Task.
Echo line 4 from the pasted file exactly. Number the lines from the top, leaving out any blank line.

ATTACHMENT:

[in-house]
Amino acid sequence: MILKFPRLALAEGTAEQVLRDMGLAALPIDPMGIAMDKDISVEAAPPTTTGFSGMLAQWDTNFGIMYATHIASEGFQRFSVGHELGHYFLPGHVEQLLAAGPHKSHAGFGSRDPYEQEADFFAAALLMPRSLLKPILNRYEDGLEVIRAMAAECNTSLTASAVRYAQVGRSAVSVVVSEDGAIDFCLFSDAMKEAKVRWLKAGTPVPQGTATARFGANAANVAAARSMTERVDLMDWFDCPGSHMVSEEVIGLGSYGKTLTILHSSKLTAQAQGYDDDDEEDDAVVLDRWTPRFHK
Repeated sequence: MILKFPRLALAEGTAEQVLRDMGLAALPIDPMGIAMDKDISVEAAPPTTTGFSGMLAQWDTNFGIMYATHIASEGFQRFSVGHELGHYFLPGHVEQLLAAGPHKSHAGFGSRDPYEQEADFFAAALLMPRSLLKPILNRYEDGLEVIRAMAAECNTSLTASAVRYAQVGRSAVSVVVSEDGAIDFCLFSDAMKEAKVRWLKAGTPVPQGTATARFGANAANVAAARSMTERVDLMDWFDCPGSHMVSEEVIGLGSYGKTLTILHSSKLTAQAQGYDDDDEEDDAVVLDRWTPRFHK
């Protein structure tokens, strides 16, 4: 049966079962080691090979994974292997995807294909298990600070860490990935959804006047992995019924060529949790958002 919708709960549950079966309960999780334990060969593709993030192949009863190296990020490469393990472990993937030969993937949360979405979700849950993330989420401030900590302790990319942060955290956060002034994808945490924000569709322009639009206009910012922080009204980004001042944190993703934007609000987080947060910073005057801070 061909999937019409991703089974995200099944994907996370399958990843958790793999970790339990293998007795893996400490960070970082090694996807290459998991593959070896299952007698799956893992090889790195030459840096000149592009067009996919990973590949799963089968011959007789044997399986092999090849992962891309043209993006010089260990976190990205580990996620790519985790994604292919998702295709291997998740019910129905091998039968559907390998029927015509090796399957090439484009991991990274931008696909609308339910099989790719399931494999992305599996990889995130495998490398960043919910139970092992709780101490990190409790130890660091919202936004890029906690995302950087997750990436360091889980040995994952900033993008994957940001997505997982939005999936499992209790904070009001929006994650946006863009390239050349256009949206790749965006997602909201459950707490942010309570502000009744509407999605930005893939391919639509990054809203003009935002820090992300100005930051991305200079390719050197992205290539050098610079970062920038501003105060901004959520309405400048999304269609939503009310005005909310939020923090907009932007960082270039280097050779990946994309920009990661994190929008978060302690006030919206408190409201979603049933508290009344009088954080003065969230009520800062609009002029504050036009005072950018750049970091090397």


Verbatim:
């Protein structure tokens, strides 16, 4: 049966079962080691090979994974292997995807294909298990600070860490990935959804006047992995019924060529949790958002 919708709960549950079966309960999780334990060969593709993030192949009863190296990020490469393990472990993937030969993937949360979405979700849950993330989420401030900590302790990319942060955290956060002034994808945490924000569709322009639009206009910012922080009204980004001042944190993703934007609000987080947060910073005057801070 061909999937019409991703089974995200099944994907996370399958990843958790793999970790339990293998007795893996400490960070970082090694996807290459998991593959070896299952007698799956893992090889790195030459840096000149592009067009996919990973590949799963089968011959007789044997399986092999090849992962891309043209993006010089260990976190990205580990996620790519985790994604292919998702295709291997998740019910129905091998039968559907390998029927015509090796399957090439484009991991990274931008696909609308339910099989790719399931494999992305599996990889995130495998490398960043919910139970092992709780101490990190409790130890660091919202936004890029906690995302950087997750990436360091889980040995994952900033993008994957940001997505997982939005999936499992209790904070009001929006994650946006863009390239050349256009949206790749965006997602909201459950707490942010309570502000009744509407999605930005893939391919639509990054809203003009935002820090992300100005930051991305200079390719050197992205290539050098610079970062920038501003105060901004959520309405400048999304269609939503009310005005909310939020923090907009932007960082270039280097050779990946994309920009990661994190929008978060302690006030919206408190409201979603049933508290009344009088954080003065969230009520800062609009002029504050036009005072950018750049970091090397």